{p2col 8 12 12 2: 5.}If you use {opt vce(cluster ...)}, check that your number of clusters is high enough (50+ is a rule of thumb). If not, you are making the SEs even worse!{p_end}
{p2col 8 12 12 2: 6.}The panel variables (absvars) should probably be nested within the clusters (clustervars) due to the within-panel correlation induced by the FEs.
(this is not the case for *all* the absvars, only those that are treated as growing as N grows){p_end}
{p2col 8 12 12 2: 7.}If you run analytic or probability weights,
you are responsible for ensuring that the weights stay
constant within each unit of a fixed effect (e.g. individual),
or that it is correct to allow varying-weights for that case.
{p_end}
{p2col 8 12 12 2: 8.}Be aware that adding several HDFEs is not a panacea.
The first limitation is that it only uses within variation (more than acceptable if you have a large enough dataset).
The second and subtler limitation occurs if the fixed effects are themselves outcomes of the variable of interest (as crazy as it sounds).
For instance, imagine a regression where we study the effect of past corporate fraud on future firm performance.
We add firm, CEO and time fixed-effects (standard practice). This introduces a serious flaw: whenever a fraud event is discovered,
i) future firm performance will suffer, and ii) a CEO turnover will likely occur.
Moreover, after fraud events, the new CEOs are usually specialized in dealing with the aftershocks of such events
(and are usually accountants or lawyers).
The fixed effects of these CEOs will also tend to be quite low, as they tend to manage firms with very risky outcomes.
Therefore, the regressor (fraud) affects the fixed effect (identity of the incoming CEO).
Adding particularly low CEO fixed effects will then overstate the performance of the firm,
and thus {it:understate} the negative effects of fraud on future firm performance.{p_end}
{title:Missing Features}
{phang}(If you are interested in discussing these or others, feel free to {help reghdfe##contact:contact me})
{phang}Code, medium term:
{p2col 8 12 12 2: -}Complete GT preconditioning (v4){p_end}
{p2col 8 12 12 2: -}Improve algorithm that recovers the fixed effects (v5){p_end}
{p2col 8 12 12 2: -}Improve statistics and tests related to the fixed effects (v5){p_end}
{p2col 8 12 12 2: -}Implement a -bootstrap- option in DoF estimation (v5){p_end}
{phang}Code, long term:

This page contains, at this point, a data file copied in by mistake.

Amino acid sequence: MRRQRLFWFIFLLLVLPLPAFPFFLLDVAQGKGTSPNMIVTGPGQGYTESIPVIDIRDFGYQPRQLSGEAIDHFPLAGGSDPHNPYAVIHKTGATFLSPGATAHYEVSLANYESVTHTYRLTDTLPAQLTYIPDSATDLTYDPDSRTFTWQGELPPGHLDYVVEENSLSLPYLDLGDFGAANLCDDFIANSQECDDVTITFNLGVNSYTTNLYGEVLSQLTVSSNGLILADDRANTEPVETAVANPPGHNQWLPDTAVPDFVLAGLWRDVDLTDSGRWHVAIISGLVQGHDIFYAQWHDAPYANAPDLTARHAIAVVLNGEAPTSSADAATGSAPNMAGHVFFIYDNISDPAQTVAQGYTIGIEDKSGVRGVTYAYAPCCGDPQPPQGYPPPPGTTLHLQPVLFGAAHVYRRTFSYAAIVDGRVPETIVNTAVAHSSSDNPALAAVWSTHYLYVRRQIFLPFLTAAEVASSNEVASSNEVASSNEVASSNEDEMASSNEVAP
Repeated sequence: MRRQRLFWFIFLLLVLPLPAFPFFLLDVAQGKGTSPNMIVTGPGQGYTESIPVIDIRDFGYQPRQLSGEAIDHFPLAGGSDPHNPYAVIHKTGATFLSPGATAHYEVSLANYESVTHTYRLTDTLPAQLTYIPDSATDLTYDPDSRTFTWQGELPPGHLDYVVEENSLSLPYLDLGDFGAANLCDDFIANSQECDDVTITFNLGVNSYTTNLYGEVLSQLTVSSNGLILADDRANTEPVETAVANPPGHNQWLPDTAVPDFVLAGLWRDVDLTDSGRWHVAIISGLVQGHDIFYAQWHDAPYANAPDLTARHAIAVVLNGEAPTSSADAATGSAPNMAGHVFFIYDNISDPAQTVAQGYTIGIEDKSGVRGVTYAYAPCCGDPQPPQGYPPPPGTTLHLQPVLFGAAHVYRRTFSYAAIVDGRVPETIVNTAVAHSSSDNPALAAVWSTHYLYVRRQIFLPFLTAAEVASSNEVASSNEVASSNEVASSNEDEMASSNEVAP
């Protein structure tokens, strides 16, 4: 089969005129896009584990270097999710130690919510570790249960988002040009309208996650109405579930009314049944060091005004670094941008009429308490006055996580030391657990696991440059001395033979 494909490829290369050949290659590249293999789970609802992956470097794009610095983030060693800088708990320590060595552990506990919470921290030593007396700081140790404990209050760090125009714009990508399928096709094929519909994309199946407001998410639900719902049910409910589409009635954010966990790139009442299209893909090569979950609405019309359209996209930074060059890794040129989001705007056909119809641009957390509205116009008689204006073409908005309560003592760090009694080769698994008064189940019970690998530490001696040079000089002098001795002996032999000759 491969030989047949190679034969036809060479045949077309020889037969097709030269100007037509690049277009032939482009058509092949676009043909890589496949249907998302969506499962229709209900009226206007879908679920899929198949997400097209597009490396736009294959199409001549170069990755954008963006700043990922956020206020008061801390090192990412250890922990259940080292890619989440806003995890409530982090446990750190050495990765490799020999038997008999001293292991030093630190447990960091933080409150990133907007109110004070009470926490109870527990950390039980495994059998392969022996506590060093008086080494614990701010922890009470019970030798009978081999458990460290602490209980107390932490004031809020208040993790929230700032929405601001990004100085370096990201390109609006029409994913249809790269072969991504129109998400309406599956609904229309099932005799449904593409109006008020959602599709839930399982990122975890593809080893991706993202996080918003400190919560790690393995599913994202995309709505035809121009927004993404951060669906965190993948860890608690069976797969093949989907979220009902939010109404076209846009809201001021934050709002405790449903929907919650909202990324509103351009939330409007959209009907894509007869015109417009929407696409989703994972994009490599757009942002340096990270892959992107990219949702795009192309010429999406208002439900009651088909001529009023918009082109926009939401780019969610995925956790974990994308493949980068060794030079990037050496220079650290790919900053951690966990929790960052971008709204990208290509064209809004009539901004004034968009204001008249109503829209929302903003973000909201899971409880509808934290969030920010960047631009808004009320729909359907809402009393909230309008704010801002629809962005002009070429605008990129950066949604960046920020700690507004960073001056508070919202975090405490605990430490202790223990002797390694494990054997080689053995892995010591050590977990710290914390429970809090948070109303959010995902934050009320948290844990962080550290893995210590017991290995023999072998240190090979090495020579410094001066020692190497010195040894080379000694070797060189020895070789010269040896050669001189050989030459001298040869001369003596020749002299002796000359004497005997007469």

{p2col 8 12 12 2: -}The interaction with cont vars (i.a#c.b) may suffer from numerical accuracy issues, as we are dividing by a sum of squares{p_end}
{p2col 8 12 12 2: -}Calculate exact DoF adjustment for 3+ HDFEs (note: not a problem with cluster VCE when one FE is nested within the cluster){p_end}
{p2col 8 12 12 2: -}More postestimation commands (lincom? margins?){p_end}
{phang}Theory:
{p2col 8 12 12 2: -}Add a more thorough discussion on the possible identification issues{p_end}
{p2col 8 12 12 2: -}Find out a way to use reghdfe iteratively with CUE
(right now only OLS/2SLS/GMM2S/LIML give the exact same results){p_end}
{p2col 8 12 12 2: -}Not sure if I should add an F-test for the absvars in the vce(robust) and vce(cluster) cases.
Discussion on e.g. -areg- (methods and formulas) and textbooks suggests not;
on the other hand, there may be alternatives:
{it:{browse "http://www.socialsciences.manchester.ac.uk/disciplines/economics/research/discussionpapers/pdf/EDP-1124.pdf" :A Heteroskedasticity-Robust F-Test Statistic for Individual Effects}}{p_end}
{marker examples}{...}
{title:Examples}
{hline}
{pstd}Setup{p_end}
{phang2}{cmd:. sysuse auto}{p_end}
{pstd}Simple case - one fixed effect{p_end}
{phang2}{cmd:. reghdfe price weight length, absorb(rep78)}{p_end}
{hline}
{pstd}As above, but also compute clustered standard errors{p_end}
{phang2}{cmd:. reghdfe price weight length, absorb(rep78) vce(cluster rep78)}{p_end}
{hline}
{pstd}Two and three sets of fixed effects{p_end}
{phang2}{cmd:. webuse nlswork}{p_end}
{phang2}{cmd:. reghdfe ln_w grade age ttl_exp tenure not_smsa south , absorb(idcode year)}{p_end}
{phang2}{cmd:. reghdfe ln_w grade age ttl_exp tenure not_smsa south , absorb(idcode year occ)}{p_end}
{hline}
{title:Advanced examples}
{pstd}Save the FEs as variables{p_end}
{phang2}{cmd:. reghdfe ln_w grade age ttl_exp tenure not_smsa south , absorb(FE1=idcode FE2=year)}{p_end}
{pstd}Report nested F-tests{p_end}
{phang2}{cmd:. reghdfe ln_w grade age ttl_exp tenure not_smsa south , absorb(idcode year) nested}{p_end}
{pstd}Do AvgE instead of absorb() for one FE{p_end}
{phang2}{cmd:. reghdfe ln_w grade age ttl_exp tenure not_smsa south , absorb(idcode year) avge(occ)}{p_end}
{phang2}{cmd:. reghdfe ln_w grade age ttl_exp tenure not_smsa south , absorb(idcode year) avge(AvgByOCC=occ)}{p_end}